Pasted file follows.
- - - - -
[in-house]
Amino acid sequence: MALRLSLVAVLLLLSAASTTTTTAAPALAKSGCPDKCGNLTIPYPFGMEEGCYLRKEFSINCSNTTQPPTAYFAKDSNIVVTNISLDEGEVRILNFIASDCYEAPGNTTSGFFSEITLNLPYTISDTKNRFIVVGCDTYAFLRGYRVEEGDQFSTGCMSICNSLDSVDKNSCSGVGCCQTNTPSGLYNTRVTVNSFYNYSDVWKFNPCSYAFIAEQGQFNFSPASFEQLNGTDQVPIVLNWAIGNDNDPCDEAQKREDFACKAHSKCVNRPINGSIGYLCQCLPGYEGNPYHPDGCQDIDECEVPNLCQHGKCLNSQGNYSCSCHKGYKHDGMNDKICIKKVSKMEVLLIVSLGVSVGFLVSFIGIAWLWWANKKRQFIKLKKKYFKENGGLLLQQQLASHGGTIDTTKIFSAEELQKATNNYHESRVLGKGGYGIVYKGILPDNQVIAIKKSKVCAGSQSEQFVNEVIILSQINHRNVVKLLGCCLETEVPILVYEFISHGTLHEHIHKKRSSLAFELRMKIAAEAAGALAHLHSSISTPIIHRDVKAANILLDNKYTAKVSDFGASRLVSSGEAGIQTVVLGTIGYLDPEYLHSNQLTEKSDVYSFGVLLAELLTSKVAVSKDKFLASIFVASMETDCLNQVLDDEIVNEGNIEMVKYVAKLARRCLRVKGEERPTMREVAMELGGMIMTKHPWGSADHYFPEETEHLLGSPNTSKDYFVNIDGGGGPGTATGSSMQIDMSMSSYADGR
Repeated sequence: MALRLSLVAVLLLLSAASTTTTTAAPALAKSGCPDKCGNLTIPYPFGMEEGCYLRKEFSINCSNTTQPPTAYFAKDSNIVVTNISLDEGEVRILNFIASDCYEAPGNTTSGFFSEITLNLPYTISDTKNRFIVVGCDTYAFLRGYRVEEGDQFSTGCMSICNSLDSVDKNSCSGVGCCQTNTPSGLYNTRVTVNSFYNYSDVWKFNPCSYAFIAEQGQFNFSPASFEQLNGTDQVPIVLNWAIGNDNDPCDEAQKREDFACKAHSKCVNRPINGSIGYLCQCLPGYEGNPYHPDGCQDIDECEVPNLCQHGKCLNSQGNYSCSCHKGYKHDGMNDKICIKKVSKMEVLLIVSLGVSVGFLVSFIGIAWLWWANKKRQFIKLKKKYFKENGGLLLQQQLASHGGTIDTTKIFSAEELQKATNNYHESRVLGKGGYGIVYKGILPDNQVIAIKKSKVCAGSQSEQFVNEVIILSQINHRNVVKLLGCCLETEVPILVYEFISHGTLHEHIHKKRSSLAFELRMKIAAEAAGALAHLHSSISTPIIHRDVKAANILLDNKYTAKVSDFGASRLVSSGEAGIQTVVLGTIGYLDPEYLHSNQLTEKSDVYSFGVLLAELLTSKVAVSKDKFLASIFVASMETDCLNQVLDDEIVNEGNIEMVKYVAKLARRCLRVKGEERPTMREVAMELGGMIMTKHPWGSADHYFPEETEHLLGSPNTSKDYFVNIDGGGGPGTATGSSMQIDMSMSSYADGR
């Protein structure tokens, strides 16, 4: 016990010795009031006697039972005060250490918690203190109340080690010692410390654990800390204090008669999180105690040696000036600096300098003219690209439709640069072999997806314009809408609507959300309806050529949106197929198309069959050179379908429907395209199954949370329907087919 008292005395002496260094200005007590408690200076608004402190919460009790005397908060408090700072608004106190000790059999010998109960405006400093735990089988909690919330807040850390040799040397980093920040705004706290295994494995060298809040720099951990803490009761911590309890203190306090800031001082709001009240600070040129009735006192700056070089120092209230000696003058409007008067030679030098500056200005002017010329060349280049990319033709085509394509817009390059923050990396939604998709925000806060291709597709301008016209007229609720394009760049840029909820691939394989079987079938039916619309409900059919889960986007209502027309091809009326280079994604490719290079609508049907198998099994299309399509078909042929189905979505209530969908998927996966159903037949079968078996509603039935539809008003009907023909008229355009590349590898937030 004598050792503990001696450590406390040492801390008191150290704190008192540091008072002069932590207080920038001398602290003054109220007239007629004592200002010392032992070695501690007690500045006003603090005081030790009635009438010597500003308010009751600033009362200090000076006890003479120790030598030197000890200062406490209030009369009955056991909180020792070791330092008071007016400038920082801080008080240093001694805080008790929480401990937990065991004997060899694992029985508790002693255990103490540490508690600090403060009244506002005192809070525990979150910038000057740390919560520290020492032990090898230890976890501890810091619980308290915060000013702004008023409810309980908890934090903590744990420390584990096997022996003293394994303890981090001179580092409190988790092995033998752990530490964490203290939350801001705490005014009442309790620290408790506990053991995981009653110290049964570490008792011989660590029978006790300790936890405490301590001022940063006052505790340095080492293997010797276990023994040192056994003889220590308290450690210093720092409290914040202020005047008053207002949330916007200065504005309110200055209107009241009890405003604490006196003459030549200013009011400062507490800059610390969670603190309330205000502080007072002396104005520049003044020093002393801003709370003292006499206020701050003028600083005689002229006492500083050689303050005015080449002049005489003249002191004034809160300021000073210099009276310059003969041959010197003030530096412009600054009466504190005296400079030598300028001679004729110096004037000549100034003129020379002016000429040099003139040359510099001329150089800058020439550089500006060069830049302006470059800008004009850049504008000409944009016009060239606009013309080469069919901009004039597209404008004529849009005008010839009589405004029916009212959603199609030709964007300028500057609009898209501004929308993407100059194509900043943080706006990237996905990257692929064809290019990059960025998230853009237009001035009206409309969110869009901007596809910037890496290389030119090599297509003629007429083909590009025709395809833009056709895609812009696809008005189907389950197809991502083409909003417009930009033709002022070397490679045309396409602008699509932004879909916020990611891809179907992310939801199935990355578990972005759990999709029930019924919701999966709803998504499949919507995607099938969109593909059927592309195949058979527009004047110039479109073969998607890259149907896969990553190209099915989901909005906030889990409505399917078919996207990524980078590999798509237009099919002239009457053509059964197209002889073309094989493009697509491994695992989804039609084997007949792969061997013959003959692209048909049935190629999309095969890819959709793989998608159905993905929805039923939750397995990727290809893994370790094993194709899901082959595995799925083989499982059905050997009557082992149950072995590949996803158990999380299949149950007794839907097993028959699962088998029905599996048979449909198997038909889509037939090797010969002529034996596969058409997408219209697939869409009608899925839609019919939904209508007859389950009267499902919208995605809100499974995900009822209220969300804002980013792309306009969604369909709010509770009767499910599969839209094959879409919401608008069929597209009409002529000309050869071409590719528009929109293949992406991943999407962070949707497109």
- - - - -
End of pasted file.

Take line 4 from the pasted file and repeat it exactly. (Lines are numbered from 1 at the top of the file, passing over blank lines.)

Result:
């Protein structure tokens, strides 16, 4: 016990010795009031006697039972005060250490918690203190109340080690010692410390654990800390204090008669999180105690040696000036600096300098003219690209439709640069072999997806314009809408609507959300309806050529949106197929198309069959050179379908429907395209199954949370329907087919 008292005395002496260094200005007590408690200076608004402190919460009790005397908060408090700072608004106190000790059999010998109960405006400093735990089988909690919330807040850390040799040397980093920040705004706290295994494995060298809040720099951990803490009761911590309890203190306090800031001082709001009240600070040129009735006192700056070089120092209230000696003058409007008067030679030098500056200005002017010329060349280049990319033709085509394509817009390059923050990396939604998709925000806060291709597709301008016209007229609720394009760049840029909820691939394989079987079938039916619309409900059919889960986007209502027309091809009326280079994604490719290079609508049907198998099994299309399509078909042929189905979505209530969908998927996966159903037949079968078996509603039935539809008003009907023909008229355009590349590898937030 004598050792503990001696450590406390040492801390008191150290704190008192540091008072002069932590207080920038001398602290003054109220007239007629004592200002010392032992070695501690007690500045006003603090005081030790009635009438010597500003308010009751600033009362200090000076006890003479120790030598030197000890200062406490209030009369009955056991909180020792070791330092008071007016400038920082801080008080240093001694805080008790929480401990937990065991004997060899694992029985508790002693255990103490540490508690600090403060009244506002005192809070525990979150910038000057740390919560520290020492032990090898230890976890501890810091619980308290915060000013702004008023409810309980908890934090903590744990420390584990096997022996003293394994303890981090001179580092409190988790092995033998752990530490964490203290939350801001705490005014009442309790620290408790506990053991995981009653110290049964570490008792011989660590029978006790300790936890405490301590001022940063006052505790340095080492293997010797276990023994040192056994003889220590308290450690210093720092409290914040202020005047008053207002949330916007200065504005309110200055209107009241009890405003604490006196003459030549200013009011400062507490800059610390969670603190309330205000502080007072002396104005520049003044020093002393801003709370003292006499206020701050003028600083005689002229006492500083050689303050005015080449002049005489003249002191004034809160300021000073210099009276310059003969041959010197003030530096412009600054009466504190005296400079030598300028001679004729110096004037000549100034003129020379002016000429040099003139040359510099001329150089800058020439550089500006060069830049302006470059800008004009850049504008000409944009016009060239606009013309080469069919901009004039597209404008004529849009005008010839009589405004029916009212959603199609030709964007300028500057609009898209501004929308993407100059194509900043943080706006990237996905990257692929064809290019990059960025998230853009237009001035009206409309969110869009901007596809910037890496290389030119090599297509003629007429083909590009025709395809833009056709895609812009696809008005189907389950197809991502083409909003417009930009033709002022070397490679045309396409602008699509932004879909916020990611891809179907992310939801199935990355578990972005759990999709029930019924919701999966709803998504499949919507995607099938969109593909059927592309195949058979527009004047110039479109073969998607890259149907896969990553190209099915989901909005906030889990409505399917078919996207990524980078590999798509237009099919002239009457053509059964197209002889073309094989493009697509491994695992989804039609084997007949792969061997013959003959692209048909049935190629999309095969890819959709793989998608159905993905929805039923939750397995990727290809893994370790094993194709899901082959595995799925083989499982059905050997009557082992149950072995590949996803158990999380299949149950007794839907097993028959699962088998029905599996048979449909198997038909889509037939090797010969002529034996596969058409997408219209697939869409009608899925839609019919939904209508007859389950009267499902919208995605809100499974995900009822209220969300804002980013792309306009969604369909709010509770009767499910599969839209094959879409919401608008069929597209009409002529000309050869071409590719528009929109293949992406991943999407962070949707497109």